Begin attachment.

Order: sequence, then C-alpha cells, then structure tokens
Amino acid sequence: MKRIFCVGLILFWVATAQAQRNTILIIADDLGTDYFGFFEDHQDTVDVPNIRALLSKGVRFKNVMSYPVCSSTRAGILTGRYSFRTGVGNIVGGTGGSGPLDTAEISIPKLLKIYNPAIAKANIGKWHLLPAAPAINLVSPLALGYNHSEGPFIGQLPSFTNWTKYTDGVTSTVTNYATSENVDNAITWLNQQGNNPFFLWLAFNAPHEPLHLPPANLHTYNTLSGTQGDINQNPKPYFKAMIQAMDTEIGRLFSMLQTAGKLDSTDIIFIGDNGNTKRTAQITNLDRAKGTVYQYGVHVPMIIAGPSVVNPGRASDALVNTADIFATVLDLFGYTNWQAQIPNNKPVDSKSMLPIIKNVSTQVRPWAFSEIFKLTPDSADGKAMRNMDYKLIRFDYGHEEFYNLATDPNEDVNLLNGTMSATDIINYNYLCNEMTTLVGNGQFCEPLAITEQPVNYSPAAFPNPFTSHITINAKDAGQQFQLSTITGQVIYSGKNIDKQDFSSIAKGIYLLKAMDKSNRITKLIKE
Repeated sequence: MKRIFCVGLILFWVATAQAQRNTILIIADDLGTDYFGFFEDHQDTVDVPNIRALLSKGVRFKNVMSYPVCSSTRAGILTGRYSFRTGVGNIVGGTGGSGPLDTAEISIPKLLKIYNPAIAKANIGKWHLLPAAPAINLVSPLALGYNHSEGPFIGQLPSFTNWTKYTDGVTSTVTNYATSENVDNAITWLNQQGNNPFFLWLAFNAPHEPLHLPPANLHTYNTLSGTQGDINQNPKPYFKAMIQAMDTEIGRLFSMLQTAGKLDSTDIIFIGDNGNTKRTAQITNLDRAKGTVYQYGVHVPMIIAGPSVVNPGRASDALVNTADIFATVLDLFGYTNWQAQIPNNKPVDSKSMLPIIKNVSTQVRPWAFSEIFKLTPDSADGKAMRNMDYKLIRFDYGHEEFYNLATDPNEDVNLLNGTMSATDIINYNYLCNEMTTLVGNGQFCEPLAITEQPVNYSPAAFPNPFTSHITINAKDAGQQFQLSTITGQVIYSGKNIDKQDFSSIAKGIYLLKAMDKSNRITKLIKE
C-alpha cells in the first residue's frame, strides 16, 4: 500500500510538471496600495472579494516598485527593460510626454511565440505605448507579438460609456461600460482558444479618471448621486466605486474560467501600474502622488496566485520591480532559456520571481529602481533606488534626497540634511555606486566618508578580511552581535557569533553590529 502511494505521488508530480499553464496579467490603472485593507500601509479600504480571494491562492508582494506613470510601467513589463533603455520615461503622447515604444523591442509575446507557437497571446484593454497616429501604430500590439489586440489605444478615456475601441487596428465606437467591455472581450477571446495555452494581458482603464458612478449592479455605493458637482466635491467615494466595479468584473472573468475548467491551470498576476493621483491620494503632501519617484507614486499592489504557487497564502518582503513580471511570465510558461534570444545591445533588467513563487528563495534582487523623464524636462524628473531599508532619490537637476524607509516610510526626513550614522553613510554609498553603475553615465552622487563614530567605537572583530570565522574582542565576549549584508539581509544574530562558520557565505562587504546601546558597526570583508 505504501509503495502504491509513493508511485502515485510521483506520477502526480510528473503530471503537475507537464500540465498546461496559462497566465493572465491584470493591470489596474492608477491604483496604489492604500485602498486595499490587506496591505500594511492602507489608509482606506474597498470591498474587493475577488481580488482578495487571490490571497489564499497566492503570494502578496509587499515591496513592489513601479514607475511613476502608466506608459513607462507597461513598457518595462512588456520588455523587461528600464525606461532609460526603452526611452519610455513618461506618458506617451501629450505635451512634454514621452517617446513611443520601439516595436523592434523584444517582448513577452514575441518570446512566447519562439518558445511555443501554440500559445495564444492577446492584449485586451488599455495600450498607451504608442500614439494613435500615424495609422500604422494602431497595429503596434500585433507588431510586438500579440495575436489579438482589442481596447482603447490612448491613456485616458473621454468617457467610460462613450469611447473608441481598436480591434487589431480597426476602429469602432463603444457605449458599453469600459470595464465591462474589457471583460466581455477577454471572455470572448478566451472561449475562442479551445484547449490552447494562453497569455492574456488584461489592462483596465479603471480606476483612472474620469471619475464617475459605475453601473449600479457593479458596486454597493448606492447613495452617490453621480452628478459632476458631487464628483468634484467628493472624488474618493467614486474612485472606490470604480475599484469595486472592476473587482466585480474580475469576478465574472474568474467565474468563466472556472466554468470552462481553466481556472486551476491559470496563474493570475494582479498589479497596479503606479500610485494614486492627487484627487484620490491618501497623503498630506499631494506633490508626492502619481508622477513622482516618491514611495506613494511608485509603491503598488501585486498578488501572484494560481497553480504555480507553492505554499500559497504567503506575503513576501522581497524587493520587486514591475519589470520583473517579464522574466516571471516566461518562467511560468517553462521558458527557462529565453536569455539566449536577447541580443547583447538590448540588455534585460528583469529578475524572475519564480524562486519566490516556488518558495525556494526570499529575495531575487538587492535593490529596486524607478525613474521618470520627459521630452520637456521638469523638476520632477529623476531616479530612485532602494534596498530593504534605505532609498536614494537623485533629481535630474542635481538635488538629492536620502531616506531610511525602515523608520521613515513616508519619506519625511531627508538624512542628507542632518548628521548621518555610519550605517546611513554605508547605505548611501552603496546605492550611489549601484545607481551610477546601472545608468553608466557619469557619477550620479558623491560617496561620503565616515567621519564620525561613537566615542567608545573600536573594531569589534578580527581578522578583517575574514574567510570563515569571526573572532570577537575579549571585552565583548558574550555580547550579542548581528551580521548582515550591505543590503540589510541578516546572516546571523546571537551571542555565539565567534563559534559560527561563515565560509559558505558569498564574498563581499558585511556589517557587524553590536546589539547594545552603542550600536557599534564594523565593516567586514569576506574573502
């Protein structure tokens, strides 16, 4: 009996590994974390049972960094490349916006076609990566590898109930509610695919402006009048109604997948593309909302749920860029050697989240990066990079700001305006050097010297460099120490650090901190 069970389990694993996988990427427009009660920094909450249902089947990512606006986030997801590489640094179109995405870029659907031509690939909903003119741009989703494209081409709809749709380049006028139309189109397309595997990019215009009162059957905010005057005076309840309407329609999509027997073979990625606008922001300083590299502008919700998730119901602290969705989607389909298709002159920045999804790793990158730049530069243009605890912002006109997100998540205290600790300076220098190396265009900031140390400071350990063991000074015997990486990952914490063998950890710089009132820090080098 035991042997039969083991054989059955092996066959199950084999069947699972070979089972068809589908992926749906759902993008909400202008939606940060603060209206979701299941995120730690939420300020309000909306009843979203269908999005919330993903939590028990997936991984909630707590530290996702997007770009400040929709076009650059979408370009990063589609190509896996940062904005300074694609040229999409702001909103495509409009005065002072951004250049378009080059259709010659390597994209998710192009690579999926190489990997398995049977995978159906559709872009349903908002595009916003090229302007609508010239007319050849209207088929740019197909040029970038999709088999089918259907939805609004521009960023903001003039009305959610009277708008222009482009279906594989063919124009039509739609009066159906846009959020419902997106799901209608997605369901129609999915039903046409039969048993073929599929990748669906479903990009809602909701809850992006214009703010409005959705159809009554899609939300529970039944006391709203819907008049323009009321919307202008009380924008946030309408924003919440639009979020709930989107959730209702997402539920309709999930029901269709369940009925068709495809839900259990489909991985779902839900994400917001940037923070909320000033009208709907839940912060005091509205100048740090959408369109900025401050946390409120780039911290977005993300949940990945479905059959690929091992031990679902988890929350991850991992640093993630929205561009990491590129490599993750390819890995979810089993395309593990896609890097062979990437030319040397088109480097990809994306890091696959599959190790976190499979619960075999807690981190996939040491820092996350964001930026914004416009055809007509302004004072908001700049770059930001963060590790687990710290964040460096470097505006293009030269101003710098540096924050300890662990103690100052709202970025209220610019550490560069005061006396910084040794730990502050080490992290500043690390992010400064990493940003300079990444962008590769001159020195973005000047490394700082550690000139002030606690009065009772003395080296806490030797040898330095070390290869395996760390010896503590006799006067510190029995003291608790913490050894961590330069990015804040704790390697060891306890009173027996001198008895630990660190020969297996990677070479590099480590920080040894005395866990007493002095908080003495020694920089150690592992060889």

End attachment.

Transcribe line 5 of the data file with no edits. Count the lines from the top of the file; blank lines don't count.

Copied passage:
């Protein structure tokens, strides 16, 4: 009996590994974390049972960094490349916006076609990566590898109930509610695919402006009048109604997948593309909302749920860029050697989240990066990079700001305006050097010297460099120490650090901190 069970389990694993996988990427427009009660920094909450249902089947990512606006986030997801590489640094179109995405870029659907031509690939909903003119741009989703494209081409709809749709380049006028139309189109397309595997990019215009009162059957905010005057005076309840309407329609999509027997073979990625606008922001300083590299502008919700998730119901602290969705989607389909298709002159920045999804790793990158730049530069243009605890912002006109997100998540205290600790300076220098190396265009900031140390400071350990063991000074015997990486990952914490063998950890710089009132820090080098 035991042997039969083991054989059955092996066959199950084999069947699972070979089972068809589908992926749906759902993008909400202008939606940060603060209206979701299941995120730690939420300020309000909306009843979203269908999005919330993903939590028990997936991984909630707590530290996702997007770009400040929709076009650059979408370009990063589609190509896996940062904005300074694609040229999409702001909103495509409009005065002072951004250049378009080059259709010659390597994209998710192009690579999926190489990997398995049977995978159906559709872009349903908002595009916003090229302007609508010239007319050849209207088929740019197909040029970038999709088999089918259907939805609004521009960023903001003039009305959610009277708008222009482009279906594989063919124009039509739609009066159906846009959020419902997106799901209608997605369901129609999915039903046409039969048993073929599929990748669906479903990009809602909701809850992006214009703010409005959705159809009554899609939300529970039944006391709203819907008049323009009321919307202008009380924008946030309408924003919440639009979020709930989107959730209702997402539920309709999930029901269709369940009925068709495809839900259990489909991985779902839900994400917001940037923070909320000033009208709907839940912060005091509205100048740090959408369109900025401050946390409120780039911290977005993300949940990945479905059959690929091992031990679902988890929350991850991992640093993630929205561009990491590129490599993750390819890995979810089993395309593990896609890097062979990437030319040397088109480097990809994306890091696959599959190790976190499979619960075999807690981190996939040491820092996350964001930026914004416009055809007509302004004072908001700049770059930001963060590790687990710290964040460096470097505006293009030269101003710098540096924050300890662990103690100052709202970025209220610019550490560069005061006396910084040794730990502050080490992290500043690390992010400064990493940003300079990444962008590769001159020195973005000047490394700082550690000139002030606690009065009772003395080296806490030797040898330095070390290869395996760390010896503590006799006067510190029995003291608790913490050894961590330069990015804040704790390697060891306890009173027996001198008895630990660190020969297996990677070479590099480590920080040894005395866990007493002095908080003495020694920089150690592992060889």